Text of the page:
Supreme Court

Our guests are the father and son team of John and Denver Nicks, who join us to duscuss their newly published, co-written book, "Conviction: The Murder Trial That Powered Thurgood Marshall's Fight for Civil Rights." This book tells the true and shocking but little-remembered story of a triple murder that happened in 1939 near Hugo, Oklahoma. An African-American farm-hand named W.D. Lyons was wrongly accused of this crime, and his lawyer was one Thurgood Marshall, who was then a young counsel with the NAACP's newly created Legal Defense and Education Fund.

Annette Elizabeth Allen for NPR

Opening statements are underway in the confirmation hearings for Supreme Court nominee Brett Kavanaugh. Watch the hearing live.

Americans are less and less in agreement these days -- polarization, as we all know, has become a buzzword...and an omnipresent reality. But if there's one thing everyone agree on, it's that Washington, DC, is broken. How can it be fixed? Our guest is Joseph A. Califano, Jr., who spent thirty years in Washington at the top of the Pentagon, on the White House staff as chief domestic advisor to the President, and in the Cabinet.

The Citizens United ruling, surely among the most controversial U.S. Supreme Court decisions of the modern era, was a 5-4 vote in 2010 affirming that the freedom of speech prohibits the government from restricting independent political expenditures by nonprofit corporations, for-profit corporations, labor unions, and certain other groups. It's a ruling that, interestingly, is opposed by people all over the political spectrum: red, blue, purple, independent, libertarian, etc. On this edition of ST, we learn about a nationwide effort to render this ruling null and void.

This evening, Wednesday the 7th, the TU College of Law will present the 19th Annual John W. Hager Distinguished Lecture in the John Rogers Hall on the University of Tulsa campus. The lecture is free to the public and begins at 6pm. Our guest on ST is the well-regarded author and journalist who will be giving this lecture: Lincoln Caplan is the Truman Capote Visiting Lecturer in Law at Yale Law School, and his writing about legal matters appears in The New Yorker, The New York Times, U.S. News and World Report, and elsewhere.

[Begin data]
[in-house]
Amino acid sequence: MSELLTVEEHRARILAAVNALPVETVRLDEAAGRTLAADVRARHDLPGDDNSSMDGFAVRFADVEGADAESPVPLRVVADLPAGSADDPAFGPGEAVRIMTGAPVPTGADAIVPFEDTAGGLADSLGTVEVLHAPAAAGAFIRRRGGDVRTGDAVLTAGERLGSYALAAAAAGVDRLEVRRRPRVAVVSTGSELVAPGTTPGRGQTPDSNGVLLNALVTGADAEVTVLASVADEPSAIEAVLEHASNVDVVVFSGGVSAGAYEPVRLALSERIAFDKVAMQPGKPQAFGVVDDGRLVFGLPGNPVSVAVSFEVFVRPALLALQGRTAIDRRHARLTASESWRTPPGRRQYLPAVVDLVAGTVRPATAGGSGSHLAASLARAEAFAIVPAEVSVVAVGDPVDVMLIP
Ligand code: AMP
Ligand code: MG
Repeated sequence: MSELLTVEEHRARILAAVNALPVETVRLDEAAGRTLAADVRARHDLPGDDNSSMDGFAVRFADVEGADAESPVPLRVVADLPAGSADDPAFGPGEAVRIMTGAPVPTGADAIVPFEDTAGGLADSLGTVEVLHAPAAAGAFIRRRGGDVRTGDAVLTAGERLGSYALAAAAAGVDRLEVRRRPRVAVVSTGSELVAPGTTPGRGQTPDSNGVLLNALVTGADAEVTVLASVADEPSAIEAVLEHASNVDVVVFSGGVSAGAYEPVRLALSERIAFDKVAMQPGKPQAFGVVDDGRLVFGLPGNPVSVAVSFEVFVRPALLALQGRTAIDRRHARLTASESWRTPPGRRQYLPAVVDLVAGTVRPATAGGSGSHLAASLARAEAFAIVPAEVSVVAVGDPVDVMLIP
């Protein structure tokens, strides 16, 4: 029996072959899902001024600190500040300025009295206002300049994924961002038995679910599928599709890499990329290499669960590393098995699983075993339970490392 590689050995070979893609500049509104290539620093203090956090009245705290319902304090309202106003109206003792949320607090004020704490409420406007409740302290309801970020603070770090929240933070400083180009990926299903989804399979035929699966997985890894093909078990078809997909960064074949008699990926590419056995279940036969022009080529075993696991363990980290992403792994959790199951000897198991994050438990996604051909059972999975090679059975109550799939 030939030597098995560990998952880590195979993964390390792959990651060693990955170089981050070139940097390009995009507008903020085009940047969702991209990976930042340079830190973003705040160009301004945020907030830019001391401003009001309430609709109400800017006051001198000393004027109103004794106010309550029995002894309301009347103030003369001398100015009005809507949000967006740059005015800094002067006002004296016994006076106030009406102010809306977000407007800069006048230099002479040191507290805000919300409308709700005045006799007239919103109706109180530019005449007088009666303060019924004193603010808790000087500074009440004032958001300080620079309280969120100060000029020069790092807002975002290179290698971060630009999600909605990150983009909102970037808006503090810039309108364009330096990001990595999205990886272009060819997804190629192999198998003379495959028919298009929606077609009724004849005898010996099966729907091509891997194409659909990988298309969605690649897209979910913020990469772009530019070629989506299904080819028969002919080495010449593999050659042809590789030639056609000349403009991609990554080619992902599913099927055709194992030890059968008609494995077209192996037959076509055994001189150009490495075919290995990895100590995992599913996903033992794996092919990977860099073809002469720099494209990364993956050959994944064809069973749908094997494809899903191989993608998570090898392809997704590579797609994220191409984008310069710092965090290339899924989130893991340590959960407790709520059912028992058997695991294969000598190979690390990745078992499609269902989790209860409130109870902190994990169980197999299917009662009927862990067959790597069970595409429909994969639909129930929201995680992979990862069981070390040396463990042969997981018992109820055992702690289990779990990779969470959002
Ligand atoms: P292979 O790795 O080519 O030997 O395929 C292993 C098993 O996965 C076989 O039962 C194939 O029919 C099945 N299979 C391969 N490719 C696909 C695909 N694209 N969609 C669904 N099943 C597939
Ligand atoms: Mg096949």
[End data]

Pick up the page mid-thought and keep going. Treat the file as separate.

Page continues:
Supreme Court

By all accounts, the recently-ended U.S. Supreme Court term has been an historic one. With major rulings concerning same-sex marriage, health care subsidies, lethal injection, religious symbols and free speech, social media and free speech, political redistricting, religious freedom in prison, and several other areas, the high court has put forth decisions in recent days and weeks that will undoubtedly influence American life in countless ways.

On this installment of ST, a discussion of the marriage equality movement in our country. Hard to believe, perhaps, but the right for same-sex couples to marry was granted to the people of Massachusetts only ten years ago. A lot has happened in the last decade --- and by now, given that 20 different states have approved same-sex marriage, it's obvious that a lot of Americans have changed their minds and/or embraced gay-marriage tolerance, especially younger Americans.

US Supreme Court

While the Hobby Lobby contraceptives case made most of the headlines, the U.S. Supreme Court term, which concluded yesterday, also rendered important decisions in 1st Amendment free-speech rights, 4th Amendment search-and-seizure laws, copyright law, the limit of presidential powers, federal election law, and affirmative action. Our guest on this edition of StudioTulsa is constitutional scholar Lyn Entzeroth, the Associate Dean of the University of Tulsa College of Law, where she is also Professor of Law.

On this edition of ST, we chat by phone with the noted legal expert Jeffrey Toobin, a staff writer at The New Yorker, a senior legal analyst at CNN, and a bestselling author. Toobin's newest book is "The Oath: The Obama White House and the Supreme Court." It's been getting high marks from reviewers everywhere. As was noted in USA Today: "[This is a] polished and thoughtful dissection of the current Court --- led by Chief Justice John Roberts --- and its high-stakes relationship to the Obama administration. Toobin brings full authority to this project.

On this installment of StudioTulsa, we speak with Heather Gerken, the J. Skelly Wright Professor of Law at Yale Law School. She's a recognized expert in election law and constitutional law, having published in numerous scholarly journals on these topics. She's also been a commentator on these subjects for The New York Times, CNN, NBC News, NPR, and other major media outlets.

Today we're speaking about the intersection of law and politics at the highest levels of American society --- which is to say, we're discussing the workings of the U.S. Supreme Court, both then and now --- and our guest is a highly regarded expert in this regard, Professor Martin Shapiro of the UC-Berkeley School of Law. Prof. Shapiro gave two free-to-the-public lectures here at TU last week, when he spoke as a part of the TU College of Law's 2012 Lectureship in Politics and Law.